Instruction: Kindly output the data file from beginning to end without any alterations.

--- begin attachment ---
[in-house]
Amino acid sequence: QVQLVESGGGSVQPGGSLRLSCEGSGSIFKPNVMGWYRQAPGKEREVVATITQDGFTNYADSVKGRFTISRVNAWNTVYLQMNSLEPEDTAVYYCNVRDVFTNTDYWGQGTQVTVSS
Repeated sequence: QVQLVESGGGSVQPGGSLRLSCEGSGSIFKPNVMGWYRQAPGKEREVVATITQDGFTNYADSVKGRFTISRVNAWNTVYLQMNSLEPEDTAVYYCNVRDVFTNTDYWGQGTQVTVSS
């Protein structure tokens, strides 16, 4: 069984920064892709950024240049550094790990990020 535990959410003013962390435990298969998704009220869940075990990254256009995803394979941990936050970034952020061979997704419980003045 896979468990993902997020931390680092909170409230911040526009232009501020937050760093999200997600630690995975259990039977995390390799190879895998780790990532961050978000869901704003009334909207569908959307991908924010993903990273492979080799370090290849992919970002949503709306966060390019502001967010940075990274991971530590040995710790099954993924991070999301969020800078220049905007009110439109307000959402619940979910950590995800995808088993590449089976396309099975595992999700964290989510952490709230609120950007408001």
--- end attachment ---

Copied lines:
[in-house]
Amino acid sequence: QVQLVESGGGSVQPGGSLRLSCEGSGSIFKPNVMGWYRQAPGKEREVVATITQDGFTNYADSVKGRFTISRVNAWNTVYLQMNSLEPEDTAVYYCNVRDVFTNTDYWGQGTQVTVSS
Repeated sequence: QVQLVESGGGSVQPGGSLRLSCEGSGSIFKPNVMGWYRQAPGKEREVVATITQDGFTNYADSVKGRFTISRVNAWNTVYLQMNSLEPEDTAVYYCNVRDVFTNTDYWGQGTQVTVSS
């Protein structure tokens, strides 16, 4: 069984920064892709950024240049550094790990990020 535990959410003013962390435990298969998704009220869940075990990254256009995803394979941990936050970034952020061979997704419980003045 896979468990993902997020931390680092909170409230911040526009232009501020937050760093999200997600630690995975259990039977995390390799190879895998780790990532961050978000869901704003009334909207569908959307991908924010993903990273492979080799370090290849992919970002949503709306966060390019502001967010940075990274991971530590040995710790099954993924991070999301969020800078220049905007009110439109307000959402619940979910950590995800995808088993590449089976396309099975595992999700964290989510952490709230609120950007408001």